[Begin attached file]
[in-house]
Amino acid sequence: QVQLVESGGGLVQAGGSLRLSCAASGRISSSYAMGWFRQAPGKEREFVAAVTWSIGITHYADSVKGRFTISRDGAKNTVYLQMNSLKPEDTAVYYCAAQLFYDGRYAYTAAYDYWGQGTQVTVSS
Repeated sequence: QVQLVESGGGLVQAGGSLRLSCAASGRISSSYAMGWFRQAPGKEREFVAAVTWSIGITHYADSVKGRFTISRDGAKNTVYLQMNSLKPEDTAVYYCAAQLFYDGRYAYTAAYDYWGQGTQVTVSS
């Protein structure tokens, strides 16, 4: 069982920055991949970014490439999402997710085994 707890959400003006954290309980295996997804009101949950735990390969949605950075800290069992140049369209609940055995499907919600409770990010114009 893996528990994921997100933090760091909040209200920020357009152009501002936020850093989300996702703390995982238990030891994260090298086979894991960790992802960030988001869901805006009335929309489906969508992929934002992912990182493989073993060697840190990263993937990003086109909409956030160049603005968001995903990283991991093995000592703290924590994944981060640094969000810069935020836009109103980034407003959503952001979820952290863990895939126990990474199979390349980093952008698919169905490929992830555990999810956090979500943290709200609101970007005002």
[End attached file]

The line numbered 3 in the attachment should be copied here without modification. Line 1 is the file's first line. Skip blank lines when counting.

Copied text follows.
Repeated sequence: QVQLVESGGGLVQAGGSLRLSCAASGRISSSYAMGWFRQAPGKEREFVAAVTWSIGITHYADSVKGRFTISRDGAKNTVYLQMNSLKPEDTAVYYCAAQLFYDGRYAYTAAYDYWGQGTQVTVSS